Monday, August 21, 2023

Yes, You Should Read The Full House and the Empty House by LK James

Yes, You Will Enjoy The Full House and the Empty House by LK James

    Almost every thrift store has a section of shelves brimming over with children's books. It's an easy section to get lost in--both as a book and as a reader. Many of the fictional titles, if not most, are the purposely didactic (and often pedantic) stories that teach a lesson or wrap a moral in dull writing and unimaginative illustrations. Of course, children and adults do need reminded to check their emotions, to pursue kindness, to be aware of bullies, and to use tissues and employ polite language--though often the books are so terribly created that one hopes that the readers will learn such valuable lessons and cultural values elsewhere. 
    But then, and reader you know exactly what I mean, and then there are the wildly interesting children's books that capture something in the story--something like catching an unknown creature after dark and under a marvelously patterned sheet--something that is not fully identifiable and, thus, compelling. We see this, of course, in Shaun Tan's works, such as Rules of Summer, or in Maurice Sendak's Where the Wild Things Are. Tan's originality and interest come in the collision of meaning that occurs between language and illustration--things are never what they seem, and what they seem is often difficult to pinpoint. Sendak's charm and depth often come from the drawing style itself and how unreasonable or unpredictable behavior (of children, adults, or both) can lead to a world that functions by similarly mysterious rules. The pleasure from reading Tan or Sendak does not come from a surprise ending or the resonance of characters' behaviors finding punishment or praise as often happens in fairy tales, but in the experience of the story and the sort of hushed undertones of darkness and mystery that pulse between the pages.
    LK James is not Shaun Tan, and she's not Maurice Sendak, and she's thankfully unlike many other children's books creators. She is fully LK James, and The Full House and the Empty House is both her first children's book and our first chance as readers to begin learning what we mean when we say an LK James' children's book. 
    I first learned of LK James when she illustrated my novel Hezada! I Miss You. At the time, she was designing all of Awst Press's titles, and so it was a matter of fact that she would do mine. The result was exactly right, if you as me, and there are innumerable authors who do not share that sentiment about their own covers. So pleased was I with the process and result, when Awst chose to publish my next book Unexpected Weather Events, even though LK James was no longer designing their books, I asked if she could, and luckily, both Awst and she agreed. And, again, I'm thrilled by her cover.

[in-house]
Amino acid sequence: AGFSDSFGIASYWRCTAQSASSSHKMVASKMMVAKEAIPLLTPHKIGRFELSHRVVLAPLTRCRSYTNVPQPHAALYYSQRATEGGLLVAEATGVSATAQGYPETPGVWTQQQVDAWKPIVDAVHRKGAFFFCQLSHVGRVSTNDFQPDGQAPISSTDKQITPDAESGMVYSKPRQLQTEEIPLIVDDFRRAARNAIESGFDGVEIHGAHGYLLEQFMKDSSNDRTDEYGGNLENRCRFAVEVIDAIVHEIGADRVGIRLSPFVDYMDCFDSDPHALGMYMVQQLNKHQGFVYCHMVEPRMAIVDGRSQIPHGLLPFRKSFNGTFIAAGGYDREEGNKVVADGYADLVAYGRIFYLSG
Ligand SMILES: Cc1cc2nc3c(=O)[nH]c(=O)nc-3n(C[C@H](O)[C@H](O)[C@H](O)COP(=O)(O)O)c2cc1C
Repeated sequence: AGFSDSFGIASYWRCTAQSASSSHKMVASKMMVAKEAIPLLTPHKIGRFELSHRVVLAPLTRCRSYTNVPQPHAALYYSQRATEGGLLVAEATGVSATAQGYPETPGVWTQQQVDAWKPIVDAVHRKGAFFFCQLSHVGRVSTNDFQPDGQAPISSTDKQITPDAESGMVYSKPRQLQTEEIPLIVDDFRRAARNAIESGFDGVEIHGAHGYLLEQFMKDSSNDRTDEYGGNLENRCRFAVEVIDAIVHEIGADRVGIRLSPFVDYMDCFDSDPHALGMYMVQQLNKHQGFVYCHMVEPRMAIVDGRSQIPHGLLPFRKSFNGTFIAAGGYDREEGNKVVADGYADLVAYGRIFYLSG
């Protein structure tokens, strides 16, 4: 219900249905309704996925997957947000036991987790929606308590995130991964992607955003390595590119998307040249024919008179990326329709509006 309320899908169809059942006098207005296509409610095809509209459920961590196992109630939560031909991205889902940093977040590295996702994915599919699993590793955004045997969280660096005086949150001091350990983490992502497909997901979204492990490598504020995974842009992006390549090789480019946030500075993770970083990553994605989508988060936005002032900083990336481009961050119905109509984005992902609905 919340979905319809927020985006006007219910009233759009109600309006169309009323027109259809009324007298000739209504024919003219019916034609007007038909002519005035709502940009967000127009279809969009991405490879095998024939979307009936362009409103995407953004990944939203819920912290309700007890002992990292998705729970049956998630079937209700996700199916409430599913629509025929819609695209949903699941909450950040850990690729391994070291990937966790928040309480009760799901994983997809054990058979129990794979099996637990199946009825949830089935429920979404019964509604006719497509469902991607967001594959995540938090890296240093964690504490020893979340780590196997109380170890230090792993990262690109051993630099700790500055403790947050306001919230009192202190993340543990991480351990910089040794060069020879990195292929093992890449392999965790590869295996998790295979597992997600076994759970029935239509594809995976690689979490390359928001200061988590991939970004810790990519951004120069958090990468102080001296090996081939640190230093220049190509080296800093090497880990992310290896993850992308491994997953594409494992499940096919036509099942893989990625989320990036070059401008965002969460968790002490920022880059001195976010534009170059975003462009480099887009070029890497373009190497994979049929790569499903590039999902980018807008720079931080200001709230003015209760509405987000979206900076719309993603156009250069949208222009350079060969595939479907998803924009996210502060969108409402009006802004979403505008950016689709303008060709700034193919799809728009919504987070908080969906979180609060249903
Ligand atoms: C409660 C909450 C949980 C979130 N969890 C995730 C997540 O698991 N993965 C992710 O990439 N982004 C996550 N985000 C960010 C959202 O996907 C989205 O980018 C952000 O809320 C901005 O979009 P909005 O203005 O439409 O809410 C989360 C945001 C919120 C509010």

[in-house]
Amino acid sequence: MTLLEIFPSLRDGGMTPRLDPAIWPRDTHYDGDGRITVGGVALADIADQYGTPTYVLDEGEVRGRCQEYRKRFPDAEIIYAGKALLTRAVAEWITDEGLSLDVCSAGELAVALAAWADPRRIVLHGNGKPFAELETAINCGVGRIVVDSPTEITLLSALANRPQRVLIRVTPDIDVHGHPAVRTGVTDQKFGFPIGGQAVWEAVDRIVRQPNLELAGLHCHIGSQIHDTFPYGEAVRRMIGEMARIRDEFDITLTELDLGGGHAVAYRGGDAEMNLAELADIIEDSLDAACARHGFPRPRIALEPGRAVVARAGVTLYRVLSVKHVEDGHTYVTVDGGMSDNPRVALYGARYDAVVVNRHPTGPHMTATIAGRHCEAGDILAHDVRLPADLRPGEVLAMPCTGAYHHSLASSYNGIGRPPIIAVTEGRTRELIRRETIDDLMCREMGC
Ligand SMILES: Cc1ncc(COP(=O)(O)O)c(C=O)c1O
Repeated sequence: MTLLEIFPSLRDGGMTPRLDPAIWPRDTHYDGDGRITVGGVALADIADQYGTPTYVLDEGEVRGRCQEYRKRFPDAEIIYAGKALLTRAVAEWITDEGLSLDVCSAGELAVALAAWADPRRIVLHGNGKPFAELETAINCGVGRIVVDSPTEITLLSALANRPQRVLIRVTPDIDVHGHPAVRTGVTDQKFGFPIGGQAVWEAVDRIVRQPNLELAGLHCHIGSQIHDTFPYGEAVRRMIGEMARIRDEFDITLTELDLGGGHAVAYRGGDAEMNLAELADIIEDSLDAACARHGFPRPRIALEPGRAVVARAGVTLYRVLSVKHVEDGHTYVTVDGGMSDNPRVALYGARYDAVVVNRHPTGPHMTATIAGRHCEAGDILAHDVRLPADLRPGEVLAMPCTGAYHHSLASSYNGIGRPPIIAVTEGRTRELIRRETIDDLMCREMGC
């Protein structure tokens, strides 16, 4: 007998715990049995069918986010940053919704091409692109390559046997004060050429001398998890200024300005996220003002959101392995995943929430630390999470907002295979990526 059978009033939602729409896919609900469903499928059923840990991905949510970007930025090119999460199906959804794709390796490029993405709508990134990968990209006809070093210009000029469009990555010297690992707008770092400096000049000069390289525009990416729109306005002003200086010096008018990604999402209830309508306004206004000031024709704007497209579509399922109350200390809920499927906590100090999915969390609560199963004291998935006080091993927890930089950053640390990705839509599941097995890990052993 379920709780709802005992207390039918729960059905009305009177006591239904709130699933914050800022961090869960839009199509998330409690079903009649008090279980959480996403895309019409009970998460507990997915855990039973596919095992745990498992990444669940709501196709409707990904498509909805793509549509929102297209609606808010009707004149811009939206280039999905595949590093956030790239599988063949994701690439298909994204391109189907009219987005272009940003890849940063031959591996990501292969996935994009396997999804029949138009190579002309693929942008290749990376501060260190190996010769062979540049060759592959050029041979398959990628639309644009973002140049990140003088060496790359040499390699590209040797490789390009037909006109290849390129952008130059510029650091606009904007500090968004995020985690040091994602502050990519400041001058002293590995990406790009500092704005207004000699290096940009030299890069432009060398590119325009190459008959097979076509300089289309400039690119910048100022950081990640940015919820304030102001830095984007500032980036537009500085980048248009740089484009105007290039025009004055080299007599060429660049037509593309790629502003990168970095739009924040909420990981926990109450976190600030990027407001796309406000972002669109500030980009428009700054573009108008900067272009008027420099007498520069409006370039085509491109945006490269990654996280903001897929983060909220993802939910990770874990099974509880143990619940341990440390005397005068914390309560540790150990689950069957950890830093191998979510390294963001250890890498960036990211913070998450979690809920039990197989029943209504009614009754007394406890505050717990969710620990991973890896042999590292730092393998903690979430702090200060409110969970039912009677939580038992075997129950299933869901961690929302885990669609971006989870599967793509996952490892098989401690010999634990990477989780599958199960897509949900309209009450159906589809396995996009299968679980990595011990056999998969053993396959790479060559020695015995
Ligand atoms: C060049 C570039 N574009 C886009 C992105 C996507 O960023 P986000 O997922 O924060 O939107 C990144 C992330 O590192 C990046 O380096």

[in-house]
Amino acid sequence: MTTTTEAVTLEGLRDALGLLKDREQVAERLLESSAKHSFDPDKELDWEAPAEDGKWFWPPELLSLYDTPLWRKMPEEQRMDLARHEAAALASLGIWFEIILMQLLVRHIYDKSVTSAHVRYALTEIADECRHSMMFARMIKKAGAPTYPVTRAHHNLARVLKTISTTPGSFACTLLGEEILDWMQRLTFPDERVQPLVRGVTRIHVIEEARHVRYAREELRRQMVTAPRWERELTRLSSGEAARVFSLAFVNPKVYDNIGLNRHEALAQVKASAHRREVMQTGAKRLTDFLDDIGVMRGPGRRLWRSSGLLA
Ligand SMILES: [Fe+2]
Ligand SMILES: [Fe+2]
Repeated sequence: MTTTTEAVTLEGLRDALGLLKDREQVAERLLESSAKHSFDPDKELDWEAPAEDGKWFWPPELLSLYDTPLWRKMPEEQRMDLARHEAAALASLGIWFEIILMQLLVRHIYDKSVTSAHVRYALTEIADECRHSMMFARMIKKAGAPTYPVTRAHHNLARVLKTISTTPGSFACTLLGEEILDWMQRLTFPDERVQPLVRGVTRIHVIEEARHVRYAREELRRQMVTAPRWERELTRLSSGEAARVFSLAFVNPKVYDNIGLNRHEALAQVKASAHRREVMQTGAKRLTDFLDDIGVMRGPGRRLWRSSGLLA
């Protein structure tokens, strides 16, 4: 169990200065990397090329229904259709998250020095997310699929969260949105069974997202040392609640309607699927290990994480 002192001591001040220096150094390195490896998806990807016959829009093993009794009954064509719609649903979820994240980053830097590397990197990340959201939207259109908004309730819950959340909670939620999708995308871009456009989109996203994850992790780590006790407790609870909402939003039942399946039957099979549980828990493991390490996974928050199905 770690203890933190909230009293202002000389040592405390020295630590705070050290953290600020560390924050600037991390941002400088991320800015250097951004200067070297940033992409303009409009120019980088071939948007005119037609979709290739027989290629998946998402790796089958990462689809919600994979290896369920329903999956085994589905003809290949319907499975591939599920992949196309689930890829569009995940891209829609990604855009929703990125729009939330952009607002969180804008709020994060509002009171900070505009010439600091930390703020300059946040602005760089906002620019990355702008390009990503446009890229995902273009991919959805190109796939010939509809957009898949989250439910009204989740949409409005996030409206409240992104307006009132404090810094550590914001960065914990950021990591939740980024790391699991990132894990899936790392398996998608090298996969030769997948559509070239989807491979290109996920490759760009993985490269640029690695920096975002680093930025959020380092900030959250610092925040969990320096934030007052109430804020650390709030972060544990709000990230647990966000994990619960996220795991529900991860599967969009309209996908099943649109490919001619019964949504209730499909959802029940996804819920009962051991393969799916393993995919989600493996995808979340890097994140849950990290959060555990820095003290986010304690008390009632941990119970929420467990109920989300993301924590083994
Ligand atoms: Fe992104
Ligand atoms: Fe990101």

Recently, I asked her if I could interview her, and she agreed. Look for that post in the coming months. But it wasn't until I began thinking of the questions and spending time at her website looking at her work that I learned that she'd written a children's book. Or that she'd gone to school for English Literature before studying visual art and working as such an artist.
    Long story short, I ordered The Full House and the Empty House, and now I have it. 
    It does not take long to read. 
    One might find that to be an obvious statement; however, many children's books suffer from unnecessary text that distracts and detracts from the story, art, and experience. 
    The language of The Full House and the Empty House is minimal and right, which makes both the story and the illustrations receive more weight. All is precise. What happens in the story is not what turns the page but the sheet used to catch the aforementioned creature. Like with any well-told story, what makes The Full House and the Empty House so compelling comes from what the story asks us to wonder without providing any answer that fully satisfies. 
    Why is the full house so full? 
    What happens to empty a house so thoroughly? 
    Why is it that neither house holds humans, only the signs of humans--their lives and their absences--and yet both houses have no concern for their intended purposes or the people who do or do not live within them? 
    It was refreshing read a children's book that not only invited the eye to roam within the page, but one also with a storyline so deceivingly simple that the child listener will want to hear it again and again. One house is full, the other is not. One makes noise when it dances, the other does not. Each enjoys the sound of the other but neither suffers from wishing to be the other.
    The book is enjoyable read to oneself and I'd imagine a good book to dwell inside with a child listener. The conversation it invites will be an interesting one--What do you think our house would sound like if it danced? Why do you think each house is pleased by the other? --and any questions will allow reader and listener to experience the pleasure of sharing a book and experience together.        
    Published in 2019, just before COVID shut everyone away from bookstore and libraries, this book may have suffered for it. But! This is absolutely a book that needs rescued from the long, littered beach where children's books wash up month after month, wave after wave, year after year.